St Stephen's Street.
Saint Stephen (c. 5 – 34 AD) was the first Christian martyr, living in Jerusalem and allegedly stoned to death a year after Christ's crucifixion. He is the patron saint of headaches, masons, casket makers, deacons and horses. The Grateful Dead wrote a quite good song about him.
St Stephen's street, named after the church some distance away on Theatre Street, used to be a narrow, winding alleyway stretching south-by-south-west from the city centre. During the war, the warren of slums and teetering buildings was partially destroyed by the Baedeker raids, so-called because the Luftwaffe picked Norwich, among other cities, from a Baedeker tourist guidebook on the UK's most picturesque and historic places.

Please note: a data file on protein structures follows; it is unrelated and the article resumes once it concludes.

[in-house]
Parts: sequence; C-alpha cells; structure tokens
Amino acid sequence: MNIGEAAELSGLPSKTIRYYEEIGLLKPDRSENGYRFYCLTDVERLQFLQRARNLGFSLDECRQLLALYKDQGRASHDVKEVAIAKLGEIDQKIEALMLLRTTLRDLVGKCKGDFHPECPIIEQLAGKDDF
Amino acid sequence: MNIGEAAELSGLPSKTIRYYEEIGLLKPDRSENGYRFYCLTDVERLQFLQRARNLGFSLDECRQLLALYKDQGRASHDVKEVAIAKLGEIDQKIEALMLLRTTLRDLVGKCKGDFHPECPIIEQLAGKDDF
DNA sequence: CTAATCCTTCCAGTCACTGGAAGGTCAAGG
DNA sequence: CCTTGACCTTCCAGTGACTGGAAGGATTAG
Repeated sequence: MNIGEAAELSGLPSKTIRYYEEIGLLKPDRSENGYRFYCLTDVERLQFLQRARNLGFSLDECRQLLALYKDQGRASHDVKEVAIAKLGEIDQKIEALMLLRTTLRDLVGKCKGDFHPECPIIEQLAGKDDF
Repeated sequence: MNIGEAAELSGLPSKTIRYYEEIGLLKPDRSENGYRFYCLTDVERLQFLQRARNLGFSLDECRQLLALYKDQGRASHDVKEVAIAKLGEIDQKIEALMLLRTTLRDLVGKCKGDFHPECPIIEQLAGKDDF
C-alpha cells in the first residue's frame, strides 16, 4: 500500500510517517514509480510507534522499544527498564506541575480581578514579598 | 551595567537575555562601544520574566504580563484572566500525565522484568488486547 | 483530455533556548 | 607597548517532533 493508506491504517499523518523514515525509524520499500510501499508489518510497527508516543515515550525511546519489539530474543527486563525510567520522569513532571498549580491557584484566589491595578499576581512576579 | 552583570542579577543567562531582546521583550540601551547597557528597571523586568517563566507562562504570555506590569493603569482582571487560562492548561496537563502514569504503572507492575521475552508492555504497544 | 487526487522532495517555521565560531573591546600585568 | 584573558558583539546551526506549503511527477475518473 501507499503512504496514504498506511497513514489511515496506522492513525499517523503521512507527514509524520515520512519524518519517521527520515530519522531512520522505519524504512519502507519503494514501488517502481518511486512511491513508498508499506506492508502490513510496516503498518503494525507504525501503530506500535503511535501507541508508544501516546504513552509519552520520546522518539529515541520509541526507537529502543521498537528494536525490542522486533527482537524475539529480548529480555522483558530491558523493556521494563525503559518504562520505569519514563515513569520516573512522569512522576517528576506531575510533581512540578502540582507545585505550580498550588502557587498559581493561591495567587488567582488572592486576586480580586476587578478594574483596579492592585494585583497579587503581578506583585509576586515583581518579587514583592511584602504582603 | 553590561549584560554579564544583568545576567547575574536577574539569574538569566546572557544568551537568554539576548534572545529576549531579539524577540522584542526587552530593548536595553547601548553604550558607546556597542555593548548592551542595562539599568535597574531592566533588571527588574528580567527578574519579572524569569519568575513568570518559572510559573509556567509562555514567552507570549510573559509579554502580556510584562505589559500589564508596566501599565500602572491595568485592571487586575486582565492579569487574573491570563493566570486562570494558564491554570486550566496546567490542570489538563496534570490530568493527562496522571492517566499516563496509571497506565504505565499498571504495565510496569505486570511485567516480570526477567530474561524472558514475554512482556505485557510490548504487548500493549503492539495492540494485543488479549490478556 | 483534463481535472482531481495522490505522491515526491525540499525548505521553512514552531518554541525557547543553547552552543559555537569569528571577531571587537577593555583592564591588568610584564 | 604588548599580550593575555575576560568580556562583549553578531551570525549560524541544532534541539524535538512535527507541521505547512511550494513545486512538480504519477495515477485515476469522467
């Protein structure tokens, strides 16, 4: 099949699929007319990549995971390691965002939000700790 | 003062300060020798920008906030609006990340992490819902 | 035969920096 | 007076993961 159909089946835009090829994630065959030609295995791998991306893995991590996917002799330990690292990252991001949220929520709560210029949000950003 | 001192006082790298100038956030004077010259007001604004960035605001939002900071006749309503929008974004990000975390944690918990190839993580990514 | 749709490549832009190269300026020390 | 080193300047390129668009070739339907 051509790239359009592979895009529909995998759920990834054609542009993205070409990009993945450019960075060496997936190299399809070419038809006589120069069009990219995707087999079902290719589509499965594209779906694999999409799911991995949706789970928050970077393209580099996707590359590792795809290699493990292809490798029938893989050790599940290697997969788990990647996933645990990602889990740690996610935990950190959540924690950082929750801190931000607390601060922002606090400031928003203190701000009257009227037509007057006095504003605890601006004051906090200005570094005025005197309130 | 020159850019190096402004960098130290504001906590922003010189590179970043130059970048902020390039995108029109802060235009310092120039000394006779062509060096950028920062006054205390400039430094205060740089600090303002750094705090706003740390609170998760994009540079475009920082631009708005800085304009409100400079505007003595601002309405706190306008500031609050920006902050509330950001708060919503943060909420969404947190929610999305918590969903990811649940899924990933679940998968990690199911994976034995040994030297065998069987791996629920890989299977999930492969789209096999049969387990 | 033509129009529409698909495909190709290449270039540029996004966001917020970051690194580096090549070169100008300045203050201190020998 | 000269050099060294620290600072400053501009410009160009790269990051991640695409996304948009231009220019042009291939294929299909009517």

St Stephen's Street before it was widened in 1953. Photo by George Plunkett.
The council took the opportunity to widen the street and build a sweeping boulevard of art-deco department stores, many of which have since folded as part of the famous and ongoing 'Death of the High Street'. The overall impression is a place a lot more archetypally 'urban' than most of the city. Until you turn the corner onto Red Lion Street and see the Castle ahead of you, you could easily be in London or any other major UK city.
At the bottom of the street, beneath the roundabout connecting St Stephen's, the Queens Road section of the ring road, and Newmarket Road, is a four-way underpass, one of Norwich's graffiti amnesty zones. Murals, flyers and scrawls line the tiled walls, and the place is so much more vibrant for it. Unlike the Pottergate underpass, artists don't fight over space here, and many murals have been up for several years.
On either side of the roundabout are long sections of the city wall, framing what was once the site of St Stephen's gatehouse.